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“Hello, It’s Me:” Loneliness in Benzo Withdrawal

Updated: Mar 23


For all those who feel alone in benzo withdrawal, I just wanted to say, “hi.”


Benzo withdrawal is an incredibly lonely illness. Even if you have a loved one to take care of you — and I know many of you don’t — you still are the only one trapped in your benzo-addled brain yearning for someone to climb in there with you and help you find your way out. But it doesn’t work that way — does it?


So, I just wanted to say, “hello.” It’s just me. I don’t want anything. I don’t need anything from you. I just want to say hi, and let you know that I’m thinking about you.

Benzo withdrawal is an incredibly lonely illness.

Benzo Free, and the entire benzo community for that matter, are a group of friends. That’s all we are. Friends who look out for each other. Friends who understand each other. Friends who share a common bond — the bond of experiencing benzo dependence in ourselves or a loved one.


You are not alone. One more time. You are not alone. There are thousands of us out here to help. All you have to do is look for us. Perhaps I can help you in your search.


Discussion Groups


One option — an option that helped many of us through this trying period in our lives — are discussion groups like Benzo Buddies and the Benzodiazepine Recovery, Beating Benzos, and Blazing Benzos Facebook groups among many others. These groups have helped thousands of people find information, solace, and companionship. They helped me more times than I can count, and I’m so glad that they exist.


Unfortunately, they also have a downside. Discussion groups can be a trigger for some. They can contain a disproportionate amount of horror stories which may be very difficult for patients to read. Still, these discussion groups are excellent resources and provide support for so many.


Mentors, Friends, and Coaching


I’ve had some experience with support groups in my past, and I’ve found that the best gains achieved from these groups are often just the human connection. The connection to someone else who knows what you are going through. Or even better, the leadership from a mentor or sponsor who has been there and learned a few things along the way.

…the best gains achieved from these groups are often just the human connection.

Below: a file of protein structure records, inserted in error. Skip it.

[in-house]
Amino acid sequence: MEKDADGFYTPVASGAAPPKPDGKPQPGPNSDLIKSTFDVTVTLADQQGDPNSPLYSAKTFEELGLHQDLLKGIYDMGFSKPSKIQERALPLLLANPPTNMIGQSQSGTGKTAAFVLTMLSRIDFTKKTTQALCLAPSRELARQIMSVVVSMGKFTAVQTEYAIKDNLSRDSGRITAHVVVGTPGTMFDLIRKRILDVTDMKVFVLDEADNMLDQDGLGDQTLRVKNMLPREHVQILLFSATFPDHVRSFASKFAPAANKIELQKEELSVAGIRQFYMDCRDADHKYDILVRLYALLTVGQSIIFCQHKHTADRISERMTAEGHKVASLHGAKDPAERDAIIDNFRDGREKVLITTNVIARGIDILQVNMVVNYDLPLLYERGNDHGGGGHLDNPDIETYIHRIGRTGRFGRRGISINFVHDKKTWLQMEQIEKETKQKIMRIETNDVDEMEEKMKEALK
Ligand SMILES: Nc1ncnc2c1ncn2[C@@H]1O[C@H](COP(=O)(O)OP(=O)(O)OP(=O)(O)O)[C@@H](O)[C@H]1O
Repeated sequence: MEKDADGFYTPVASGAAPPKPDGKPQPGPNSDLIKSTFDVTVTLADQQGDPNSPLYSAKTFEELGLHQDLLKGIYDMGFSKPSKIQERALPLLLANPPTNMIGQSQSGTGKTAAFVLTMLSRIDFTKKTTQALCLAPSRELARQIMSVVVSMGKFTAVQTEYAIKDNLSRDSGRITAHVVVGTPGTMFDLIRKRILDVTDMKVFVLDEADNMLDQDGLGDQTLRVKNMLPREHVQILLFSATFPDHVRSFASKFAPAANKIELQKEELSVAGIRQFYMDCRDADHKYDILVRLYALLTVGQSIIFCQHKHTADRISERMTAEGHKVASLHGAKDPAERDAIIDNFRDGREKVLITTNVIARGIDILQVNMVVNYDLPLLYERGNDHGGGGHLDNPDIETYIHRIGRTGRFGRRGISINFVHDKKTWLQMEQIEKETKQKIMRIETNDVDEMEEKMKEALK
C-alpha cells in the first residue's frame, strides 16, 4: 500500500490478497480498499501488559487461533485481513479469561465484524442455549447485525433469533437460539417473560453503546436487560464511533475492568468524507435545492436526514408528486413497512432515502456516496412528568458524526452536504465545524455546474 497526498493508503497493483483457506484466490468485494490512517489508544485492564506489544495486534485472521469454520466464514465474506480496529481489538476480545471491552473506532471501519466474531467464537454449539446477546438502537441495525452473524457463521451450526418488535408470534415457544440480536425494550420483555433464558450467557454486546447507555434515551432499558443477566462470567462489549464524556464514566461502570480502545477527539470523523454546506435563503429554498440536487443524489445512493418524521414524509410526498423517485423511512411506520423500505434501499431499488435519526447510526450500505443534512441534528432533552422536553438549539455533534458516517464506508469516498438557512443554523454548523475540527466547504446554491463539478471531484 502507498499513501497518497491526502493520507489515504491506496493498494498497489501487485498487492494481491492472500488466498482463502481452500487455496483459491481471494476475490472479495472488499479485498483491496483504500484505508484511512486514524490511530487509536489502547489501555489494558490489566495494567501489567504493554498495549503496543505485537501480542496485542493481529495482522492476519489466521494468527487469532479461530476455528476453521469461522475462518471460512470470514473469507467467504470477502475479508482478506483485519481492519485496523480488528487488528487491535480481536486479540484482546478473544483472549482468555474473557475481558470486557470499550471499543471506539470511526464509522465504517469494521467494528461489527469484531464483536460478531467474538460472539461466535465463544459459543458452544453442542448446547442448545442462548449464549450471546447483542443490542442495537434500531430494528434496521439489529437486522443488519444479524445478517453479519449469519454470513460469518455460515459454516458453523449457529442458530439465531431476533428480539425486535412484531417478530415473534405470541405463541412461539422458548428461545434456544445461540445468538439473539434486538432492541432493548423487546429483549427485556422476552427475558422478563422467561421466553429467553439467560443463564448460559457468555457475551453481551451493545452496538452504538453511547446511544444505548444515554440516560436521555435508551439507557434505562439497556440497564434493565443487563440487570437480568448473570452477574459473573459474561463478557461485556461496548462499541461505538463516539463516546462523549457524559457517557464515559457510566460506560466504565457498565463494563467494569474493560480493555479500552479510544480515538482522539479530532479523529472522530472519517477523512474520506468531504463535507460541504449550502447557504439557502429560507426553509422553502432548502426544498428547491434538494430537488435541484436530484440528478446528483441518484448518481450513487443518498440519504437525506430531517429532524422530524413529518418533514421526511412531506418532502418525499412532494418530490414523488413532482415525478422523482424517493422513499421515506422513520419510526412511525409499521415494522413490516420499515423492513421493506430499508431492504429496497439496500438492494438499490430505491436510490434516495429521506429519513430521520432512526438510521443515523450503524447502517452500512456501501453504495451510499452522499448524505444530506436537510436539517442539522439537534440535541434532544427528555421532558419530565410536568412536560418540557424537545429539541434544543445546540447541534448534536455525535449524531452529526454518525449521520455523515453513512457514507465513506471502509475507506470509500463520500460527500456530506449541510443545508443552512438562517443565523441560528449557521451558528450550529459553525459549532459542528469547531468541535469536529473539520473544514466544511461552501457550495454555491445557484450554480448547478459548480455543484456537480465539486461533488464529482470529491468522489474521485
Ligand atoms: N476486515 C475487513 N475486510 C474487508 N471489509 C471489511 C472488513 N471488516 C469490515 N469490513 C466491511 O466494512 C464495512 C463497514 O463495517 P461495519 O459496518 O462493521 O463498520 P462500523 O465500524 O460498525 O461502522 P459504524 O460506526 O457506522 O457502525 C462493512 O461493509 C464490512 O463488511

Some benzo groups have already started to move in this direction. World Benzodiazepine Awareness Day (W-BAD) identifies representatives from different parts of the world who can be contacted directly by people in the benzo community. There are also wonderful coaching services and workshops like those provided by Baylissa and Jennifer Leigh. And, there are several localized groups which provide support. You can find some of these on resource pages at Benzo Free and Benzodiazepine Information Coalition (BIC).


Another amazing resource for finding connection during withdrawal isTWP Connect at The Withdrawal Project. This is a free online platform sponsored by Inner Compass Initiative which helps “people who are thinking about, in the process of, or have past experiences with partially reducing or fully coming off psychiatric drugs.” Members can connect, meet in person, or just learn new tips about withdrawal. Learn more at TWP Connect.


You Are Not Alone


Loneliness, especially during benzo withdrawal, can make life seem hopeless. On top of the misery of your withdrawal, you also feel separated from the rest of the world. The isolation can be near absolute — but there is help.


There are things you can do. It might take a bit of effort, but there are many wonderful resources already established to help you find the support you need.


You have friends. We are your friends. If you want to reach out to us at Benzo Free and just say hello, we’d love to hear from you. Just send us a message on our Contact/Feedback Form. I promise we’ll respond.


Keep calm, taper slowly, and take care of yourself, D :)

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